The leaven of the Pharisees represents the religious system. This mindset embraces God in theory, but not in practice or experience. For those under this influence, the concept of God is essential, but the experience of God is completely removed. Bill Johnson said it beautifully when he wrote, “Pharisees provide explanations, but not solutions.”
Under this influence, we can “know” Jesus the wrong way, just as the people of Nazareth did – they knew him in form, but not in relationship or demonstration. We see in the American church today many people who are totally satisfied with the Pharisee leaven. They are content with being a churchgoer, but yet entirely unplugged from an active, invasive, ever-present God. Many Christians with this mindset find “explanations” for problems such as physical illness, broken relationships, or financial lack. They are confident in their ability to explain away any problem, but they are powerless to provide any solution.
I love how Jesus refused to give the Pharisees the sign they demanded from him. He was so focused on solutions that He didn’t even entertain their debate. The Church would do well to follow this example today.
The Leaven of the Kingdom
When we’re influenced by the leaven of the Kingdom, we’re able to live out the Lord’s cry that “your will be done, on earth as it is in heaven” and know that anything is possible at any time. This leaven is activated in our minds when we surrender to the Lord and the ways of his kingdom. Every time we read about a miracle that Jesus performed, or experience a miracle in our own lives today, its purpose is to teach us a new revelation of God that we can build our thought lives upon. God wants every testimony in our life and the lives of others to have its full effect on the way we think – renewing our minds to be kingdom-focused.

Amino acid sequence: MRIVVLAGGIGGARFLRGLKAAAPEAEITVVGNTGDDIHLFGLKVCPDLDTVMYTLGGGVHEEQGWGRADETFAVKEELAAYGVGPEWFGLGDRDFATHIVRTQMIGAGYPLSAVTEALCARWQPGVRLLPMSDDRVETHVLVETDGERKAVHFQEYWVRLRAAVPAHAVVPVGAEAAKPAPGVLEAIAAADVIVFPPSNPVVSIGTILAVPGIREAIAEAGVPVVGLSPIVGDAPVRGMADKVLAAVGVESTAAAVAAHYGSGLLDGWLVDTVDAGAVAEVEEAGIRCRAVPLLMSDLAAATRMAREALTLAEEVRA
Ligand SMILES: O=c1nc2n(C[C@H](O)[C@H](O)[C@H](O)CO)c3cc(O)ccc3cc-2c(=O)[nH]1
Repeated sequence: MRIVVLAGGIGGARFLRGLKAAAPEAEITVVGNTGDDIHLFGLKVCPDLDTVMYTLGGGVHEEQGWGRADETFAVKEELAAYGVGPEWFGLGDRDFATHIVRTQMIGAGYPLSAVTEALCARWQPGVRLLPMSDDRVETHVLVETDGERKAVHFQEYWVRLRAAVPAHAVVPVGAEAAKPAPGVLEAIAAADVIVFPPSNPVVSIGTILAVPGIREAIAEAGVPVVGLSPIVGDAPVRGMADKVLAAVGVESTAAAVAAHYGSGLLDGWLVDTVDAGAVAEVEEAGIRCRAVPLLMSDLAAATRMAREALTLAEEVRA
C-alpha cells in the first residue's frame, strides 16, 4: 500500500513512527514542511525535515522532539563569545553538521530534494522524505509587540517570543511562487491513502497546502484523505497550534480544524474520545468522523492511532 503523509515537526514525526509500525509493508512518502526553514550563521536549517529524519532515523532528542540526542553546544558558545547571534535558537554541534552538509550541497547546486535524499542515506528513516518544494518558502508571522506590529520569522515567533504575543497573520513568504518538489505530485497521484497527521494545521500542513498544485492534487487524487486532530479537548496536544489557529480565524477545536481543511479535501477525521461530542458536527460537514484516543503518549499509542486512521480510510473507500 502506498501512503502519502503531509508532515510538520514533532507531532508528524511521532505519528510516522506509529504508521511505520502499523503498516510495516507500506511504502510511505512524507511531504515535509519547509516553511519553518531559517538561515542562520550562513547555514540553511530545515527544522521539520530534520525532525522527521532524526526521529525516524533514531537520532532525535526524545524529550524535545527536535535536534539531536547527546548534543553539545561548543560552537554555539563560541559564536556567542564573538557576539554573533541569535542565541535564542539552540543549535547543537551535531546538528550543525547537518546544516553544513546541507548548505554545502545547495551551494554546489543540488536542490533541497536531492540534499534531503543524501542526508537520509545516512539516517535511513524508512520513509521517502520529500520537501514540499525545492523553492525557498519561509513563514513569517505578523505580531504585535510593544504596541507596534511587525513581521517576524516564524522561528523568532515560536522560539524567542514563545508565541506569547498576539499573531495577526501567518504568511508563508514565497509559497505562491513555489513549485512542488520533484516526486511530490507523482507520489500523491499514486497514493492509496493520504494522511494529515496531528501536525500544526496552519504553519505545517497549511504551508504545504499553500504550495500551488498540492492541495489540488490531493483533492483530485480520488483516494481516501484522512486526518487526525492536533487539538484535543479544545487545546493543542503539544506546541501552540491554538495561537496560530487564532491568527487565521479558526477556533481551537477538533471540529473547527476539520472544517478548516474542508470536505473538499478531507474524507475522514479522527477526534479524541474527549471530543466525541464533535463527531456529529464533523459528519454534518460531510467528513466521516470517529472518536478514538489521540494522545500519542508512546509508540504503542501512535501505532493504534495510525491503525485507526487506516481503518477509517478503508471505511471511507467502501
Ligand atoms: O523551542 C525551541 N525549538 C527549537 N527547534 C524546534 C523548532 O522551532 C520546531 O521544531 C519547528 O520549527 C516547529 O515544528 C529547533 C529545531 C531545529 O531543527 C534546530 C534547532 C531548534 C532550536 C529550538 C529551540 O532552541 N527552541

It’s easy to be kingdom-minded when things are going well in our lives, but the real test comes when we face trials – your car breaks down, a relationship ends, you lose a job, face a physical sickness, etc. It is in these moments that we must refuse to bow to the reality of our circumstances and instead proclaim the greater reality of King Jesus and his kingdom reign. When we keep our minds fixed upon him, we know that there is always a solution to any problem we will ever face. We know that he will heal our hearts and restore broken relationships. We know that he will provide above and beyond what we need and desires for us to be prosperous. We know that it’s his will to heal every sickness and disease, just as he healed all those who came to him.
Does your thought life begin with what you lack, or does it start with the revelation of Jesus and his kingdom provision? Are you worrying over something that Jesus has provided for you time and time again in the past? Don’t get stuck in tradition or be deceived by the leaven of Herod and the leaven of the Pharisees. Remember, kingdom thinking knows that anything is possible at any time. Every testimony we have in our lives should become the new standard from which we think in the future.
I encourage you to reflect upon your thought life and take an inventory of what leavens you’re being influenced by. When the impossible begins to seem possible, then you’ll know your mind is being renewed.
Written by: Nate Ebel